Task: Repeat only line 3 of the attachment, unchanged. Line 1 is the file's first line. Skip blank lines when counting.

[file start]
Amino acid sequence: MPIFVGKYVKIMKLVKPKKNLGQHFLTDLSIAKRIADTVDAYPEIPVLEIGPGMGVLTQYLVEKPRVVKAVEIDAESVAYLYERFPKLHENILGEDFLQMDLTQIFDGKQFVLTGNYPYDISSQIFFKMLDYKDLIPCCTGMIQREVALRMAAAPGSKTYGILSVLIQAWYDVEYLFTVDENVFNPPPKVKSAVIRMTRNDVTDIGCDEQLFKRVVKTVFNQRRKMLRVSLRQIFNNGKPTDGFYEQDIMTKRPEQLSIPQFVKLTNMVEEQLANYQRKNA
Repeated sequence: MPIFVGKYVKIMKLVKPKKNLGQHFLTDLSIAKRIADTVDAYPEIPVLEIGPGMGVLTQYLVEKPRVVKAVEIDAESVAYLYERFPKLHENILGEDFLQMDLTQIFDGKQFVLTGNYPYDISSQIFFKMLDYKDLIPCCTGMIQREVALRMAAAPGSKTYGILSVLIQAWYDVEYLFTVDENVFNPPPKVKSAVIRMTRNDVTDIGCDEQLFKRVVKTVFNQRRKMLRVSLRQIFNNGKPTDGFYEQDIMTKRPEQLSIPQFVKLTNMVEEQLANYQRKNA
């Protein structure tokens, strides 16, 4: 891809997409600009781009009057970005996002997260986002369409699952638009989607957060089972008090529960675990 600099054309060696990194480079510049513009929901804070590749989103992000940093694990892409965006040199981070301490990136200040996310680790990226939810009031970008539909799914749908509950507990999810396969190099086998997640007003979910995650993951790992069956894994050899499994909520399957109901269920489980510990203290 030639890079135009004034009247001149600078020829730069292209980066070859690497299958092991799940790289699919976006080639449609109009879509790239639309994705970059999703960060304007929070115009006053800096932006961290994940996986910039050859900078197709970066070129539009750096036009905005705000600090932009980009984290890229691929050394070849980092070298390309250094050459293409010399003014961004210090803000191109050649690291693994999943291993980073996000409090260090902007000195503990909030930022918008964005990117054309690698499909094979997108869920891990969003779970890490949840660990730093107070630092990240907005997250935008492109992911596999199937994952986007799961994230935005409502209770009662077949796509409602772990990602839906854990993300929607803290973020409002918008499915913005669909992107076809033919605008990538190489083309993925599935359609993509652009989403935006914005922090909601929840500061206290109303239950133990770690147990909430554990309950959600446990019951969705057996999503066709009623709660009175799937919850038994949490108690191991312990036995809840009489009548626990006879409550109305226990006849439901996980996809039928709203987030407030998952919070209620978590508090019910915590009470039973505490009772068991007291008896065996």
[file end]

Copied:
């Protein structure tokens, strides 16, 4: 891809997409600009781009009057970005996002997260986002369409699952638009989607957060089972008090529960675990 600099054309060696990194480079510049513009929901804070590749989103992000940093694990892409965006040199981070301490990136200040996310680790990226939810009031970008539909799914749908509950507990999810396969190099086998997640007003979910995650993951790992069956894994050899499994909520399957109901269920489980510990203290 030639890079135009004034009247001149600078020829730069292209980066070859690497299958092991799940790289699919976006080639449609109009879509790239639309994705970059999703960060304007929070115009006053800096932006961290994940996986910039050859900078197709970066070129539009750096036009905005705000600090932009980009984290890229691929050394070849980092070298390309250094050459293409010399003014961004210090803000191109050649690291693994999943291993980073996000409090260090902007000195503990909030930022918008964005990117054309690698499909094979997108869920891990969003779970890490949840660990730093107070630092990240907005997250935008492109992911596999199937994952986007799961994230935005409502209770009662077949796509409602772990990602839906854990993300929607803290973020409002918008499915913005669909992107076809033919605008990538190489083309993925599935359609993509652009989403935006914005922090909601929840500061206290109303239950133990770690147990909430554990309950959600446990019951969705057996999503066709009623709660009175799937919850038994949490108690191991312990036995809840009489009548626990006879409550109305226990006849439901996980996809039928709203987030407030998952919070209620978590508090019910915590009470039973505490009772068991007291008896065996």